Speaking during the press conference, Padma Shri Awardee Dr K K Aggarwal, National President Indian Medical Association (IMA) and President Heart Care Foundation of India (HCFI), said, “The PHM completes its 24th year this year, celebrating the start of its silver jubilee. All programmes launched at the Mela will be continued for one year and conclude with the 25th PHM next year. With the burden of non-communicable diseases on the rise around the world, this is the perfect time to release these one-line talismans called health sutras. Many diseases can be prevented by making some necessary lifestyle changes and these health sutras are aimed at educating people about what these changes are and how they can be done.”
The Mela was started in 1993 by the HCFI. The first ever event was earmarked by the Government of India through the release of a National Postal Commemorative stamp. The theme this year is ‘Health Sutras’.

Lauding the event, Mr Manoj Bakshi, actor, said, “I am happy to be a part of this launch and thank the HCFI for inviting me. In our busy lives today, we do not take a moment to look back and check on our health. We forget how important it is to follow a disciplined lifestyle which will be beneficial for the body and mind. Many people today have some disease or the other, and most of them are due to erratic eating and living. This initiative is a great way to make people aware of the changes they need to bring about in their lives and I congratulate the HCFI for this.”
Adding his views, Mr Inderpal Singh, actor, said, “I have been a part of a movie that talks about one of the issues faced by men today, that of infertility. There are many similar problems and diseases which have become rampant in people today. What is sad is that there is lack of awareness on what needs to be done and how. These health sutras being released today are like mantras for people on the lifestyle they should adopt. I am happy to be a part of this event and wish HCFI all success in the future endeavours.”

The PHM caters to people from all age groups and walks of life. It showcases activities across categories such as health education seminars, check-ups, entertainment programs, lifestyle exhibitions, lectures, workshops, and competitions.

Speaking on the occasion, Sh Sunil Kumar Director (HE & EB) MTNL Corporate office, said, “We are happy to be sponsoring this event, like every year, and are sure that this year will also see participation in huge numbers. We encourage one and all to take advantage of the various health care programmes during the Mela.”

Adding further, Dr P K Sharma, MOH, NDMC, said, “This is an event that many people look forward to every year. From tips on matters concerning health to checkups, there is something for everyone. We will continue extending our support in the future too.”

Among the various events being organized this year are the Harmony & Ecofest National inter-school competitions, Youth Rock Band/Orchestra Festival, Divya Jyoti Medical Masti Youth Festival, All Pathy Conference, All Religious Conference, and Nukkad Natak.  The Perfect Health Mela is a great opportunity to for students to have fun while learning.

Dr RN Tandon, Honorary Secretary General, IMA, opined, “The PHM focuses on the betterment of societal health and creating awareness on health issues. The health sutras being released today are one of the ways in which this is being achieved. IMA being the knowledge partner urges everyone to follows these sutras for a better and disease-free life.”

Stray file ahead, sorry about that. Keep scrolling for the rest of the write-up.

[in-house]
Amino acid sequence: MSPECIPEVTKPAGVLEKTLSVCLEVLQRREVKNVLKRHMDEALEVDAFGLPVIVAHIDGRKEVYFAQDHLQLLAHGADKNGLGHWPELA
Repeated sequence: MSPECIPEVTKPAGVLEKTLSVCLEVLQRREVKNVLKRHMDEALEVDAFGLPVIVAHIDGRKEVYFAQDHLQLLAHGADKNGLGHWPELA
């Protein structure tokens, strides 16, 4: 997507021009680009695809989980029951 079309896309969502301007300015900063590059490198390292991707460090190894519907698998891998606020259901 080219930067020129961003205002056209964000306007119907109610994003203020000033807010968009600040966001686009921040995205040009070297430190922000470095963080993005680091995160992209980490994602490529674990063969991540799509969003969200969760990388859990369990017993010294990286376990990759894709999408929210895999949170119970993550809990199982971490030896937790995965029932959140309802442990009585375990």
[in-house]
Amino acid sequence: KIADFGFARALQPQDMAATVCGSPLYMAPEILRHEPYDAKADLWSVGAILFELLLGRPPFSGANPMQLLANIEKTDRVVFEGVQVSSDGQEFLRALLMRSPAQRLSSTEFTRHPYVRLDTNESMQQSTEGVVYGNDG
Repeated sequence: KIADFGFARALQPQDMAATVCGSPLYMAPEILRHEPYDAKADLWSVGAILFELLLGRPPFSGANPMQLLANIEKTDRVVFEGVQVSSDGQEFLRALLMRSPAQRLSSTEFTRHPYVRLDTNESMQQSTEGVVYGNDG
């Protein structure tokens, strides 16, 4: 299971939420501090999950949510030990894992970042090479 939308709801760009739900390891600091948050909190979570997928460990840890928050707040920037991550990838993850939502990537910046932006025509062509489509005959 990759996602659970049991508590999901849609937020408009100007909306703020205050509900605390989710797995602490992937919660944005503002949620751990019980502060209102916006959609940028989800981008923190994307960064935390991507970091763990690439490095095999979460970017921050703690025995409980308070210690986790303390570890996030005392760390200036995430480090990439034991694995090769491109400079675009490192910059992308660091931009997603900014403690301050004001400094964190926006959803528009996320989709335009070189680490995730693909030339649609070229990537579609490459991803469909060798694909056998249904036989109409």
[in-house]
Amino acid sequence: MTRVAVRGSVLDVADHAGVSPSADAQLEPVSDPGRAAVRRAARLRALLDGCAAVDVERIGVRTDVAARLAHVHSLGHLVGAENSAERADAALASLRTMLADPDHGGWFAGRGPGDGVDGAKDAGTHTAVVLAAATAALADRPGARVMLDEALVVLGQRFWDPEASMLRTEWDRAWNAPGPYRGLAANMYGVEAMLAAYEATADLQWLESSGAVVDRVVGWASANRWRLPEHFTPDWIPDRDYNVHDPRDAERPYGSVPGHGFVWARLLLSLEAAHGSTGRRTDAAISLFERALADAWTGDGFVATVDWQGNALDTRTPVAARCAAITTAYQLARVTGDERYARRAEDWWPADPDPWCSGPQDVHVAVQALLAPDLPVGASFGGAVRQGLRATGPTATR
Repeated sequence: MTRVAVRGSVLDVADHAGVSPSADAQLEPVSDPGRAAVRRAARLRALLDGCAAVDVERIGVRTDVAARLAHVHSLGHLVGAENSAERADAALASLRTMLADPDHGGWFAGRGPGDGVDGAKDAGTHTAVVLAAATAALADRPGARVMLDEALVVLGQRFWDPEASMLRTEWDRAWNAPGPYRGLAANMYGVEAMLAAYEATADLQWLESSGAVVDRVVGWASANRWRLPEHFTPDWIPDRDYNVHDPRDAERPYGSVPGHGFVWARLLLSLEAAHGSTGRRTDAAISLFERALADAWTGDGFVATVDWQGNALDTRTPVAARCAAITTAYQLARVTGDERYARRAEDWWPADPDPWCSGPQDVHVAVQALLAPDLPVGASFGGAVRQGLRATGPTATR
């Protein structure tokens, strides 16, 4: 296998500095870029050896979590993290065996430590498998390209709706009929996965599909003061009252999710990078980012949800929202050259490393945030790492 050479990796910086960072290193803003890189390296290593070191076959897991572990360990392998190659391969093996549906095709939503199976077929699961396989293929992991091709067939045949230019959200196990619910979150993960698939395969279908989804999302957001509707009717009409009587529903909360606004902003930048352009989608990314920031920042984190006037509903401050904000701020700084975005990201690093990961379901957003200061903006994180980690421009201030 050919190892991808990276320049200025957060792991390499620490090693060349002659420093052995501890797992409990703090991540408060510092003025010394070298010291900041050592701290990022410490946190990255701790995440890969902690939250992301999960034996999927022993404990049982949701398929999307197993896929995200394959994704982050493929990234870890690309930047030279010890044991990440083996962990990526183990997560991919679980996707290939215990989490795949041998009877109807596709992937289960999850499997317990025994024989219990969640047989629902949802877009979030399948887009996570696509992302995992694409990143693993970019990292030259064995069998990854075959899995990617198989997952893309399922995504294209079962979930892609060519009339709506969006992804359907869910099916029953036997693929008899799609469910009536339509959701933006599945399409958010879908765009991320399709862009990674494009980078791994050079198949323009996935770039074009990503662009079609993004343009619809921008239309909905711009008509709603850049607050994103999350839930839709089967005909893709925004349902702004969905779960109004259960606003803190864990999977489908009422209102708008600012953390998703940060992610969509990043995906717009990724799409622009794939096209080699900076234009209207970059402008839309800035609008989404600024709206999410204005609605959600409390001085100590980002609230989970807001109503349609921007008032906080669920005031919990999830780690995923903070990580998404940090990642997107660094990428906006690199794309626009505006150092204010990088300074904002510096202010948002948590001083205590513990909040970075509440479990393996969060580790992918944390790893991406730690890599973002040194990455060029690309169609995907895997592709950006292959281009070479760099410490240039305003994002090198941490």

The health sutras released include the following.
  • High blood pressure, blood sugar and blood cholesterol can remain silent for up to a decade.
  • A pulse rate of less than 60 or more than 100 is abnormal.
  • Weight loss of 10kg can reduce upper blood pressure by 5-20 mmHg.
  • Restricting salt intake to less than 6gm per day can reduce upper blood pressure by 2-8 mmHg.
  • A 1% increase in cholesterol increases chances of heart attack by 2%.
  • A 1% increase in good HDL cholesterol decreases chances of heart attack by 3%.
  • Any chest pain, which lasts for less than 30 minutes duration is not a heart pain.
  • Keep air pollution (particulate matter PM 2.5 and PM 10 levels) below 80 µg per cubic meter
  • To revive a cardiac arrest victim, compress the center of the chest of the victim within 10 minutes of death (earlier the better) at least for the next 10 minutes (longer the better), with a speed of at least 10x10=100 per minute.
The following Delhi Government Departments will be participating in this year's Perfect Health Mela:
Directorate of Health Services, Directorate Family Welfare GNCT Delhi, AYUSH (ISM&H), NCT Delhi:, Delhi State Aids Control Society (DSACS), Department of Food Safety, Drug Controller, Director, Delhi State Cancer Society, Chaudhary Brahm Prakash Charakh Sansthan, Institute of Human Behaviour & Allied Sciences (IHBAS), Institute of Liver & Biliary Sciences, Chacha Nehru Bal Chikitsalaya, Centralized Accident & Trauma Services (CATS), Dean Maulana Azad Medical College, MAMC, Dean/Principal UCMS. Deen Dayal Upadhyay Hospital, DIPSAR, Chacha Nehru Bala Chikitsalaya and Maulana Azad Institute of Dental Sciences:
Other Departments:

South Delhi Municipal Corporation/ North Delhi Municipal Corporation/ East Delhi Municipal Corporation, WCD (Prohibition) Government of NCT Delhi, Department of Environment and Forests GNCT Delhi, Secretary, Department of Art, Language & Culture (All Academies,)Department of Transport GNCT Delhi, Delhi Transport Corporation, NCT Delhi, Delhi Commission for women NCT Delhi, Directorate of Education Delhi Govt, DIP (Directorate of Information and Publicity),Delhi SC/ST/OBC/Min.& Handicapped Finance & Development Corp. Ltd, Labour Commissioner, Delhi Jal Board, Delhi Tourism, Controller Weights & Measures GNCTD, Commissioner Food Supplies & Consumer Affairs, Director Social Welfare Dept. Delhi Govt. Dept. of Power, Development Commissioner, Delhi Khadi Village Industries Commission: